What is the best elk hunting rifle for youth?

 

 

Here are some things to consider before you take a young person hunting.

The group of cow elk appeared, feeding near the top of the ridge, just as we had hoped.  I set up the shooting tripod as a steady rest for the 120 yard shot.  We discussed which cow should be my son’s target, ensuring no other cows were behind and there was a backstop for the shot.  The youth model Savage .308 cracked loudly.

As I watched through my binoculars, I saw dirt fly at the cow’s feet, and none of them appeared to be hit.  Although the elk were alerted, they didn’t immediately scatter.  I reminded my son to jack another shell into the chamber as we discussed why he might have missed.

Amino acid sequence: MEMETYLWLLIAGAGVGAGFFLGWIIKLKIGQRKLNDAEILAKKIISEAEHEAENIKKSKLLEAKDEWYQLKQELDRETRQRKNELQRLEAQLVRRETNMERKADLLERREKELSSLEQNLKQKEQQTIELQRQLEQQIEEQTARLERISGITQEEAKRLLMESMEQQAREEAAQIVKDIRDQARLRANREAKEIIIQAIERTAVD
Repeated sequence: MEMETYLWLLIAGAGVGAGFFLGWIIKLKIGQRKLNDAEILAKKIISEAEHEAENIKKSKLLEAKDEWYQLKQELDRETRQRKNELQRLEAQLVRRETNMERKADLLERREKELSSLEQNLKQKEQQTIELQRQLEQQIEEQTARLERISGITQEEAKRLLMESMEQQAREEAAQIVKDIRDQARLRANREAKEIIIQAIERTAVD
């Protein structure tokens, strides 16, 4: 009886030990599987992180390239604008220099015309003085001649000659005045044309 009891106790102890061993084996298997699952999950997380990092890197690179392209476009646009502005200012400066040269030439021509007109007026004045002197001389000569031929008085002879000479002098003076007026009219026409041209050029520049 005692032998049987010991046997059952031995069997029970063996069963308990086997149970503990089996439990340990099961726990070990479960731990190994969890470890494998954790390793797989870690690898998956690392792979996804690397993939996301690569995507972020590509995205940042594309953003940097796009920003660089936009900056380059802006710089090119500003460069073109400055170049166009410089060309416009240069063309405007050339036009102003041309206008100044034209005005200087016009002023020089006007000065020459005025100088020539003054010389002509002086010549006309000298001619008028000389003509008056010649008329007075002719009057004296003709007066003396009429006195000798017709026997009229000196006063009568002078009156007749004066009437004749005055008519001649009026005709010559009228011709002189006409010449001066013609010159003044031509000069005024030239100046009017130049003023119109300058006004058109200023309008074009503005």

The elk did move away into some pine trees, but stayed near the top of the ridge.  We repositioned, and as the elk came into the open we set up for a second shot.  We didn’t have the luxury of taking our time, because the elk were on the move.  They weren’t running, or even walking steadily, but they were no longer feeding and were looking for the source of the gunshot.

One of the cows stopped, providing a clear broadside shot.    She was now about 150 yards away, but well within the distances we had practiced at the range.  Another shot.  Again, a clear miss.

We chalked it up to first day, first hunt jitters.  My son had turned 11 years old the previous month, and we were able to secure a cow elk tag through New Mexico’s youth encouragement hunt program.  This hunt was in a unit with many elk, so there was a good chance that my son would get another opportunity.

The next morning found us crunching through the snow on another ridge.  We had a good cross wind, and scanned ahead for animals.  That’s when I spotted a cow elk bedded at the head of the canyon.  She had not seen us, and contentedly lay in the shade of a Ponderosa Pine.